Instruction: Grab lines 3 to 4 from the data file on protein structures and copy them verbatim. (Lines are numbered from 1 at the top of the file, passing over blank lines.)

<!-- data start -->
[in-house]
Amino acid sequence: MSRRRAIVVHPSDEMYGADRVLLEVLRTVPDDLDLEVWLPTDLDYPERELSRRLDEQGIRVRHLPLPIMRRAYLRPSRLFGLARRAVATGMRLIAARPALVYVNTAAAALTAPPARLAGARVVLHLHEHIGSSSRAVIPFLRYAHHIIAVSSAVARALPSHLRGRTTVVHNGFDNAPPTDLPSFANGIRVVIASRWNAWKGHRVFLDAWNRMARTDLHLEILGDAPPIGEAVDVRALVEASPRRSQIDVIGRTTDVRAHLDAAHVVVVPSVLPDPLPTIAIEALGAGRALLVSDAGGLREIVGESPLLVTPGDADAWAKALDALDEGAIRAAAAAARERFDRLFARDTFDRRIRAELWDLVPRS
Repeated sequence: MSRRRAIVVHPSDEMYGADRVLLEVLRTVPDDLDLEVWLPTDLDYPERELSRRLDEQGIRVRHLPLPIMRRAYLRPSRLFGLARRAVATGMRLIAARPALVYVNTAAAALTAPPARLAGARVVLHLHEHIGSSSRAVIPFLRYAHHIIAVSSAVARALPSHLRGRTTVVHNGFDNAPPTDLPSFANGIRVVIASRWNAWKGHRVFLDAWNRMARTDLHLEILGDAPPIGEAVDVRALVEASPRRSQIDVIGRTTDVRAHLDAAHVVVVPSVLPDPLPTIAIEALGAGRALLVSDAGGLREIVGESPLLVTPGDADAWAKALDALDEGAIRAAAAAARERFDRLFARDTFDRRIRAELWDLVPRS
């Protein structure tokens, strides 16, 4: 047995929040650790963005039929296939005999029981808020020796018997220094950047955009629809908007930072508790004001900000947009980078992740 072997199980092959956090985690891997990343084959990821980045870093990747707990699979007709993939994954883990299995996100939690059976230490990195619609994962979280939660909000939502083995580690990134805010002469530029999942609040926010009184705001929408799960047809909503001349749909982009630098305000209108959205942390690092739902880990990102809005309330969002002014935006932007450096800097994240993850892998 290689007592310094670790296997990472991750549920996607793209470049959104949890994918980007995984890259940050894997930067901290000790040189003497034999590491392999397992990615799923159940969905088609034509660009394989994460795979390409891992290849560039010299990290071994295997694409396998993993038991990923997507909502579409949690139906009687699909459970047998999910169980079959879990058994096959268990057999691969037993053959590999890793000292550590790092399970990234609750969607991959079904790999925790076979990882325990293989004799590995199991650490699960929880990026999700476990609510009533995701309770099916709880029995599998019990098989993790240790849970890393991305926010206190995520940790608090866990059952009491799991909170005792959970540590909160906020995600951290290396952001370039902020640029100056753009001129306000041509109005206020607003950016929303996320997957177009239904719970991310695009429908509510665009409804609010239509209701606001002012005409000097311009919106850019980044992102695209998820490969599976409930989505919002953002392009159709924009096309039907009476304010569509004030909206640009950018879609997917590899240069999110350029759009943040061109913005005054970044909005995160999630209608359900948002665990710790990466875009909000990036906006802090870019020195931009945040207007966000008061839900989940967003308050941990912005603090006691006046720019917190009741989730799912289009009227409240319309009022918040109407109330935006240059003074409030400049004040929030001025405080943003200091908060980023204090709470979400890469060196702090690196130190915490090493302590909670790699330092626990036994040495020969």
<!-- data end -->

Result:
Repeated sequence: MSRRRAIVVHPSDEMYGADRVLLEVLRTVPDDLDLEVWLPTDLDYPERELSRRLDEQGIRVRHLPLPIMRRAYLRPSRLFGLARRAVATGMRLIAARPALVYVNTAAAALTAPPARLAGARVVLHLHEHIGSSSRAVIPFLRYAHHIIAVSSAVARALPSHLRGRTTVVHNGFDNAPPTDLPSFANGIRVVIASRWNAWKGHRVFLDAWNRMARTDLHLEILGDAPPIGEAVDVRALVEASPRRSQIDVIGRTTDVRAHLDAAHVVVVPSVLPDPLPTIAIEALGAGRALLVSDAGGLREIVGESPLLVTPGDADAWAKALDALDEGAIRAAAAAARERFDRLFARDTFDRRIRAELWDLVPRS
């Protein structure tokens, strides 16, 4: 047995929040650790963005039929296939005999029981808020020796018997220094950047955009629809908007930072508790004001900000947009980078992740 072997199980092959956090985690891997990343084959990821980045870093990747707990699979007709993939994954883990299995996100939690059976230490990195619609994962979280939660909000939502083995580690990134805010002469530029999942609040926010009184705001929408799960047809909503001349749909982009630098305000209108959205942390690092739902880990990102809005309330969002002014935006932007450096800097994240993850892998 290689007592310094670790296997990472991750549920996607793209470049959104949890994918980007995984890259940050894997930067901290000790040189003497034999590491392999397992990615799923159940969905088609034509660009394989994460795979390409891992290849560039010299990290071994295997694409396998993993038991990923997507909502579409949690139906009687699909459970047998999910169980079959879990058994096959268990057999691969037993053959590999890793000292550590790092399970990234609750969607991959079904790999925790076979990882325990293989004799590995199991650490699960929880990026999700476990609510009533995701309770099916709880029995599998019990098989993790240790849970890393991305926010206190995520940790608090866990059952009491799991909170005792959970540590909160906020995600951290290396952001370039902020640029100056753009001129306000041509109005206020607003950016929303996320997957177009239904719970991310695009429908509510665009409804609010239509209701606001002012005409000097311009919106850019980044992102695209998820490969599976409930989505919002953002392009159709924009096309039907009476304010569509004030909206640009950018879609997917590899240069999110350029759009943040061109913005005054970044909005995160999630209608359900948002665990710790990466875009909000990036906006802090870019020195931009945040207007966000008061839900989940967003308050941990912005603090006691006046720019917190009741989730799912289009009227409240319309009022918040109407109330935006240059003074409030400049004040929030001025405080943003200091908060980023204090709470979400890469060196702090690196130190915490090493302590909670790699330092626990036994040495020969």